VOW. Moro Islamic Liberation Front Chair and Bangsamoro Chief Minister Ahod Balawag Ebrahim assures to uphold the commitment to the total ban on anti-personnel mines during a dialogue with non-government organization Geneva Call Philippines on April 25, 2022. He said they will ensure the protection of civilians from armed conflicts and will continue to respect the international humanitarian law. (Photo courtesy of Geneva Call Philippines)

MANILA – The Moro Islamic Liberation Front (MILF) renewed its pledge to ensure the protection of all civilians from armed conflict and respect the international humanitarian law under the signed Deed of Commitment (DoC) for Adherence to a Total Ban on Anti-Personnel Mines (APMs).

The commitment follows a dialogue with Geneva Call Philippines, a neutral and impartial non-governmental organization that engages in with Armed Non-State Actors (ANSA), to commemorate the 20th anniversary of the DoC signing with the MILF on April 25.

In an email to the Philippine News Agency on Saturday, the Geneva Call said the DoC anniversary “highlighted the success of MILF’s commitment to respect international humanitarian norms”.

The Geneva Call hopes the gains of the DoC “will inspire other armed movements across the world to undertake similar commitments to protect civilians”.

It said the DoC allows ANSA to pledge to respect specific humanitarian norms and "be held accountable for their commitments as armed groups, otherwise excluded from signing international treaties prescribing humanitarian norms".

During the dialogue, MILF Chair Ahod Balawag Ebrahim said Moro’s adherence to the DoC remains.

Ebrahim, also the Chief Minister of the Bangsamoro Autonomous Region in Muslim Mindanao (BARMM), assured they will continue “to uphold the DoC to the highest degree”.

“We hold on to that DoC so dearly and we hope that more groups across the world adhere to the Geneva Call. We are one with the Geneva Call in prioritizing the protection of civilians,” Ebrahim vowed.

In the earlier days of the DoC signing, BARMM Senior Minister Abdulraof Macacua recalled that some MILF members rejected the commitment as it would limit their means to protect and defend their camps.

“But we properly explained to them that it is not only our enemies who will suffer, but also their families, the civilians, and fellow Bangsamoro,” he said during the dialogue.

In 2000, the Geneva Call supported MILF’s efforts to uphold humanitarian norms.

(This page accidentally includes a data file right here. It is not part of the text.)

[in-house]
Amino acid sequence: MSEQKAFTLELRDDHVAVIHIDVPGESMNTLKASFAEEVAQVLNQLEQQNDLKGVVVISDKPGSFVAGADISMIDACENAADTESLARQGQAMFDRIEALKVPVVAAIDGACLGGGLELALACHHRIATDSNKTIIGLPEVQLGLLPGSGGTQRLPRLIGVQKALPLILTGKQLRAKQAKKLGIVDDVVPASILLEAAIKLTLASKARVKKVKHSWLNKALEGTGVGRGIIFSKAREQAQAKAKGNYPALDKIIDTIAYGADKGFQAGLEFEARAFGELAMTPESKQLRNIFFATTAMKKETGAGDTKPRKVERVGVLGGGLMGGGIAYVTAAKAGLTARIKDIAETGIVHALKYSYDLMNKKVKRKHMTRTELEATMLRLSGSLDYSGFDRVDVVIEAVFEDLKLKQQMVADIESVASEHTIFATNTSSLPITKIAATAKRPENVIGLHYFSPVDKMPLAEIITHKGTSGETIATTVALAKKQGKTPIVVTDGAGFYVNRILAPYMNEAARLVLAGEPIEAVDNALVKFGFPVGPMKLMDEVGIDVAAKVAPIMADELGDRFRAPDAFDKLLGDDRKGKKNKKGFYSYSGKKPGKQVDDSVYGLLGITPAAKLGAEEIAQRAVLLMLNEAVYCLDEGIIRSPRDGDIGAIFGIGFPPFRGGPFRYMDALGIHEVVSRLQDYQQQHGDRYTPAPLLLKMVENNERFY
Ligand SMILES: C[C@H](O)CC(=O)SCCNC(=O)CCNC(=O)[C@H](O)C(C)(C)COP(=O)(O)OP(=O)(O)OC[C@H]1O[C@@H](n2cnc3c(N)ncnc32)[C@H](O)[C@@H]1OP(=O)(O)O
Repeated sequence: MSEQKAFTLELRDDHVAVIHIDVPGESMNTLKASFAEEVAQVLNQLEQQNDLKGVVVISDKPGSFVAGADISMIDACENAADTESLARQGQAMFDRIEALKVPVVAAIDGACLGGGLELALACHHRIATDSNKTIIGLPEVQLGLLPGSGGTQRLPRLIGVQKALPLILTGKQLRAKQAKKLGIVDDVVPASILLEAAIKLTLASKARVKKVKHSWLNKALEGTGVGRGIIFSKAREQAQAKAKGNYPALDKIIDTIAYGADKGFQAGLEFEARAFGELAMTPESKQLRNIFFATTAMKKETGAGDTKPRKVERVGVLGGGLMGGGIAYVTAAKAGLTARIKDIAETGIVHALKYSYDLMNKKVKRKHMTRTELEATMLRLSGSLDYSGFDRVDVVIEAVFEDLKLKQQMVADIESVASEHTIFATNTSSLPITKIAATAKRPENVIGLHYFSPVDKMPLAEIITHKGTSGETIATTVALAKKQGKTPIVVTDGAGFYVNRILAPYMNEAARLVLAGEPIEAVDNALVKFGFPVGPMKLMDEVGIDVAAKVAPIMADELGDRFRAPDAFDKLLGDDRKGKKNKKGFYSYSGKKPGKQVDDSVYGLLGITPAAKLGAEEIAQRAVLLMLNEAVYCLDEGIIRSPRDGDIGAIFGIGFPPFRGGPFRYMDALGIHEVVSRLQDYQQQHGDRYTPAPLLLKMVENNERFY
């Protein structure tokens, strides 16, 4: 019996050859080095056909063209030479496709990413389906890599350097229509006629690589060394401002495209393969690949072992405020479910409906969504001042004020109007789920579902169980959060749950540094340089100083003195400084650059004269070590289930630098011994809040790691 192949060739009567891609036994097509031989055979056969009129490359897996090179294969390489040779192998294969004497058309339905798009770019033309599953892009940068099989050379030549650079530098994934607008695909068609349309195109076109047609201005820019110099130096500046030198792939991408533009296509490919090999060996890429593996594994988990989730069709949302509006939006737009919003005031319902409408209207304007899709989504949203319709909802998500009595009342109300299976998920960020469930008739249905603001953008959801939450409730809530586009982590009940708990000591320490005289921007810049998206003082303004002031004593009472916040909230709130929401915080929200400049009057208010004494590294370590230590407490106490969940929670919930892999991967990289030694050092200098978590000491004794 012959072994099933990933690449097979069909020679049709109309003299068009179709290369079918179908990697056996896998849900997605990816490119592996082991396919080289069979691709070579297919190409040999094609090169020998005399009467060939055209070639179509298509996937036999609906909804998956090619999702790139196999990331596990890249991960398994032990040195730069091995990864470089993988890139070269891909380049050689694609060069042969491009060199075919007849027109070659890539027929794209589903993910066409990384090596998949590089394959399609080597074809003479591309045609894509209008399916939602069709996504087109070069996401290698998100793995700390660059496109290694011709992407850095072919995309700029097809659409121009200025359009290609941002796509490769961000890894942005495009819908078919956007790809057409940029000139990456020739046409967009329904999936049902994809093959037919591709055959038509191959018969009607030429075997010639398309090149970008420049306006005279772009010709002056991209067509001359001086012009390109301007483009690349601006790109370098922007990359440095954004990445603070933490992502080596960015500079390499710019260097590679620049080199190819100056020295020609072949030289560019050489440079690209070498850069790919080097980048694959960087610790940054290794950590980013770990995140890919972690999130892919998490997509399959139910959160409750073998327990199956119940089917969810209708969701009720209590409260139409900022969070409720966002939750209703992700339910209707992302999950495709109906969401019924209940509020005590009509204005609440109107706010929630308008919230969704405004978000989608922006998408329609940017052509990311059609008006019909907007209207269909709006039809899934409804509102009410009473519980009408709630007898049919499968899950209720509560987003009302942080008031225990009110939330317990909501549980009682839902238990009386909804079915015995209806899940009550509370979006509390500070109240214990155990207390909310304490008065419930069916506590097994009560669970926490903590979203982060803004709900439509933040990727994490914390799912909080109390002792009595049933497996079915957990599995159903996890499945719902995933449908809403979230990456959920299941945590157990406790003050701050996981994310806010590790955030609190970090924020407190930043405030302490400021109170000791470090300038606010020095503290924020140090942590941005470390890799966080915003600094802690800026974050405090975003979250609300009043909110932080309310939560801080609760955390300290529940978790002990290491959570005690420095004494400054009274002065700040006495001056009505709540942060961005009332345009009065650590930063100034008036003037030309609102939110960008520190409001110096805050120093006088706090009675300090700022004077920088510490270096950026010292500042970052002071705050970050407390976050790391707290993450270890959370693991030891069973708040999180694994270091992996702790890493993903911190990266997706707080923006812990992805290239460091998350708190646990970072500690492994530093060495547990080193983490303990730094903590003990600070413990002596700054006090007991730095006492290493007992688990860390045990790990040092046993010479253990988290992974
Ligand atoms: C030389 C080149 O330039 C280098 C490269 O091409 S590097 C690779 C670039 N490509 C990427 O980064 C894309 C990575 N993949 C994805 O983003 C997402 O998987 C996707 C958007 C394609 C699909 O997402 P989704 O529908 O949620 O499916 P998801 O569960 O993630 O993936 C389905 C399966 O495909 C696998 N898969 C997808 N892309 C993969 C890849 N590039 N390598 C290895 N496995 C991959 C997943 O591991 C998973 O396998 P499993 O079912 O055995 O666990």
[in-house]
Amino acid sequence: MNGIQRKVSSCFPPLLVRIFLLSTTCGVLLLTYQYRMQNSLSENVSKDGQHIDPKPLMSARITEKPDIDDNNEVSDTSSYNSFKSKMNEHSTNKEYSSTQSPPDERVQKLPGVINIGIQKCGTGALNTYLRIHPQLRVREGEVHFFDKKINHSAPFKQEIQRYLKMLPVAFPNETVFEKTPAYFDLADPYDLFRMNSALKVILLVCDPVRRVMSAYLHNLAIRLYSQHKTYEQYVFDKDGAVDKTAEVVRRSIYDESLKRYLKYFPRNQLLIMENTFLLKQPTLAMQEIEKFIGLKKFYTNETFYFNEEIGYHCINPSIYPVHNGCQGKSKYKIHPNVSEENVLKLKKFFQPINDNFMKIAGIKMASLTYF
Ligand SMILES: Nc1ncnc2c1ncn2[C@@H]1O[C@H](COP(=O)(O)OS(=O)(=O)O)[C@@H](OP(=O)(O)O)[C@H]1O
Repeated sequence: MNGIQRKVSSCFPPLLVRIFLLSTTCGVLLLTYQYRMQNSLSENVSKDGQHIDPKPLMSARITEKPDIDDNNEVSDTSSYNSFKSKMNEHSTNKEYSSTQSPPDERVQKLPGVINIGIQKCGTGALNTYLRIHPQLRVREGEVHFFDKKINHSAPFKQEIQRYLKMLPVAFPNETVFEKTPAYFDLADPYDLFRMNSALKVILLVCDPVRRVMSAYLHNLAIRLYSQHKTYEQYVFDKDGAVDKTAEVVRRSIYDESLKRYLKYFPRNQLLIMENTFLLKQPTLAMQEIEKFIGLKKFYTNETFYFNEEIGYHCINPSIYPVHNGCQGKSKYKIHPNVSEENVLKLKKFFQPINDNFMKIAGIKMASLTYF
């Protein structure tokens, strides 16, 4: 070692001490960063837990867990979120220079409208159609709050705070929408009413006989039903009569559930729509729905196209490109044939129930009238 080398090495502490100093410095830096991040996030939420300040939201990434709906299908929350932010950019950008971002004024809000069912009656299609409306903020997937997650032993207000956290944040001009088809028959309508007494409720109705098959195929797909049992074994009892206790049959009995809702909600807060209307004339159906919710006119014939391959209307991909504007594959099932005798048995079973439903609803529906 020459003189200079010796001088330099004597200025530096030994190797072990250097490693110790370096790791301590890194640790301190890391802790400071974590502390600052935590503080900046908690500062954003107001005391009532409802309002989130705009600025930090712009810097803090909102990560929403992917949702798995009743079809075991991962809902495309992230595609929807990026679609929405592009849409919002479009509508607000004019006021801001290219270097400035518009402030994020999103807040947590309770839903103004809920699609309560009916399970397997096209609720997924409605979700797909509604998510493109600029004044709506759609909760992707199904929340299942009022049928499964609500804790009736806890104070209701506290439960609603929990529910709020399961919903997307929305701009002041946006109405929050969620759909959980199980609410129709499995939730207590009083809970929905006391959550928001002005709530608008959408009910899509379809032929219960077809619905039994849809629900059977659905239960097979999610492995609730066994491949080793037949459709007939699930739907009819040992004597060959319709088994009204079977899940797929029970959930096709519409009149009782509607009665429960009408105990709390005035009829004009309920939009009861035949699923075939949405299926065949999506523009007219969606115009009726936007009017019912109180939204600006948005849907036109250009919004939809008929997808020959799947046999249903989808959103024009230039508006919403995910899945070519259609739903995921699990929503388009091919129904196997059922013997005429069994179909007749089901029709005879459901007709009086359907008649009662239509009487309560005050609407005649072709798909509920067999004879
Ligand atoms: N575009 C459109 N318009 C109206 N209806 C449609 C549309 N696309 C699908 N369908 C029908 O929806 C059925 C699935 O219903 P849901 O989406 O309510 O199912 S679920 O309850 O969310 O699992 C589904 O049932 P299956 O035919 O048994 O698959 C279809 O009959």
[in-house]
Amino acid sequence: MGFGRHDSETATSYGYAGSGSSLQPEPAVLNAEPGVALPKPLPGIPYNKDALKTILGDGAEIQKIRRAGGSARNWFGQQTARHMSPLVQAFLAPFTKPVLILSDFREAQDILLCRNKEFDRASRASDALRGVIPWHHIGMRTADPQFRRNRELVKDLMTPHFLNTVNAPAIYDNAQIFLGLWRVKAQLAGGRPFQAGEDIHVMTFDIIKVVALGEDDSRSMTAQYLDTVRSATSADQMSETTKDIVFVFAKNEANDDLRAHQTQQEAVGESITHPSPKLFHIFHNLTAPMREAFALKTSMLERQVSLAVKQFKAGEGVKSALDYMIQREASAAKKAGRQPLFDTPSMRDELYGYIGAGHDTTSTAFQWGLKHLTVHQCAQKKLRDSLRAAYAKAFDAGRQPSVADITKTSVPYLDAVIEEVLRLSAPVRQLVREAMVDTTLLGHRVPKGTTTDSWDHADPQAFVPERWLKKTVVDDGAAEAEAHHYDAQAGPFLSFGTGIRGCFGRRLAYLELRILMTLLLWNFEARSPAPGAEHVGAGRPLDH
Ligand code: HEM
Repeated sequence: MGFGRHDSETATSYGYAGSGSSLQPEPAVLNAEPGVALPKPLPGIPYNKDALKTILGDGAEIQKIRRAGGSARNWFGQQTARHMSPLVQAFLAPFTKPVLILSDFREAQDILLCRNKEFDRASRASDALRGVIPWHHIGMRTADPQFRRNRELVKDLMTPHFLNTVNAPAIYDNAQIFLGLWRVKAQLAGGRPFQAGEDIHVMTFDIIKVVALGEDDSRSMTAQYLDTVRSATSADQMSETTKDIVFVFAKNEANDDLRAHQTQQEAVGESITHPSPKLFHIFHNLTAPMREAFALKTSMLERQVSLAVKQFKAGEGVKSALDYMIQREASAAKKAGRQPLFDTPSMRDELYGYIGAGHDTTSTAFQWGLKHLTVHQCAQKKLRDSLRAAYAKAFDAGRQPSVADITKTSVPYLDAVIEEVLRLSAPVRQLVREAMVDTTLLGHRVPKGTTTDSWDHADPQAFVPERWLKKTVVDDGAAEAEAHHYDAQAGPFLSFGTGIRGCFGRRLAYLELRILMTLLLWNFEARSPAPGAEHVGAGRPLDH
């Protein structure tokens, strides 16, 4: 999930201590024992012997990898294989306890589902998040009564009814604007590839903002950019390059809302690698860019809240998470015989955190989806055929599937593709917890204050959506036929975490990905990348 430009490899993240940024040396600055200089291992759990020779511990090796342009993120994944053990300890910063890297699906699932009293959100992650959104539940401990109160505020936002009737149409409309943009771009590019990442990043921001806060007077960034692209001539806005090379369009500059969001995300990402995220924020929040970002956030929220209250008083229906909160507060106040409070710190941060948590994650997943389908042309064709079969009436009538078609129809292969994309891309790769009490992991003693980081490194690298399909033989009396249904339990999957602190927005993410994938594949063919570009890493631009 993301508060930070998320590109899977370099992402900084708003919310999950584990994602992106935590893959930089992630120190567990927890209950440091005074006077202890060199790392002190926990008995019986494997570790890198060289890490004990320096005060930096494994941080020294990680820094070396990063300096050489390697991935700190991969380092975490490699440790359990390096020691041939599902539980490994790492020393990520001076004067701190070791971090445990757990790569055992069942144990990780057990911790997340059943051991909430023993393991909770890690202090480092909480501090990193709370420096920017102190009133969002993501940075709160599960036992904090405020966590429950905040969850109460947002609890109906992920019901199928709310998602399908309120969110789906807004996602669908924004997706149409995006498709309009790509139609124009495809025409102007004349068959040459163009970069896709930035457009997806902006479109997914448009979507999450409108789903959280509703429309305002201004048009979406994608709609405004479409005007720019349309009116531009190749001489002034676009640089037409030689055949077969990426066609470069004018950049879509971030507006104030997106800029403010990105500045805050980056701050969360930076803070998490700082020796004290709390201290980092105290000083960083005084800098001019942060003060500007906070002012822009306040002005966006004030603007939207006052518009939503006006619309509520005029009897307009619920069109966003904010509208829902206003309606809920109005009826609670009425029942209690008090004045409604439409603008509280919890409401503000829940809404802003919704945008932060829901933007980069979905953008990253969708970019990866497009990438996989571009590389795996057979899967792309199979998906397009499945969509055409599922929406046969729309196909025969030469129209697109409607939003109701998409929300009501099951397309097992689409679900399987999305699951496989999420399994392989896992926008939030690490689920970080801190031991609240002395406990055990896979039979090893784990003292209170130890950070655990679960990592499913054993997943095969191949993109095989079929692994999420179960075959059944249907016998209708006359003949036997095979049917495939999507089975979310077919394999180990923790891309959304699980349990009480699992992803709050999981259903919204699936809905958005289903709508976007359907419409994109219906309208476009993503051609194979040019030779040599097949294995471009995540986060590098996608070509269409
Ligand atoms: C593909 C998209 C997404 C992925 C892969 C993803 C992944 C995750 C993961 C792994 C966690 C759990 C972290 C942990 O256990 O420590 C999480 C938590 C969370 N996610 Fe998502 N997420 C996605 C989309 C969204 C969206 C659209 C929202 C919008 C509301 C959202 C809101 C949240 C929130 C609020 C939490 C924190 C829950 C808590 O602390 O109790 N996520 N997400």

Since then, it has assisted MILF members to incorporate the DoC into their code of conduct with various technical advice and training conducted.

A complete package of communication materials was also handed over to the MILF members, making sure they will understand the content of the Deed.

As a result of the Geneva Call’s verification missions, MILF members willingly cooperated, and provides regular reports and explanations to allegations of non-compliance to the Deed and demonstrated accountability in implementing their commitment.

BARMM Senior Minister Abdulraof Macacua (Photo courtesy of Geneva Call Philippines)


Macacua had assured the MILF will be part of the government’s efforts to convince other ANSA to refrain from using landmines.

Alex Virtanen, Geneva Call’s head of mission for the Philippines and Thailand, hopes that that MILF will inspire other ANSA “to make and abide by similar commitments”.

“MILF having this rich experience have very important roles to promote this kind of compliance, beyond BARMM, and beyond the Philippines,” Virtanen said in his e-mail.

Alex Virtanen, Geneva Call’s head of mission for the Philippines and Thailand (Photo courtesy of Geneva Call Philippines)

Banning APMs

The MILF, through its representative, lawyer Lanang Ali, signed the Geneva Call’s original DoC during an upsurge of conflicts in 2000.

On April 7, 2002, the group signed the revised DoC on a “Total Ban of APMs” in Maguindanao.

The DoC was received and signed by the Canton of Geneva on April 25, 2002.

Five years earlier, the international community adopted the 1997 Anti-Personnel Mine Ban Convention prohibiting the acquisition, production, stockpiling, and use of the weapons.

More than 160 states are party to the APM Ban Convention that went into effect in 1999.

The Philippines also has Republic Act 9851, An Act Defining and penalizing Crimes Against International Humanitarian Law, Genocide, and Other Crimes Against Humanity, Organizing Jurisdiction, Designating Special Courts and for Related Purposes, since 2009.

A provision under Section 4 states that combatants are prohibited from using APMs as it can cause "superfluous injury or unnecessary suffering or which are inherently indiscriminate.” (PNA)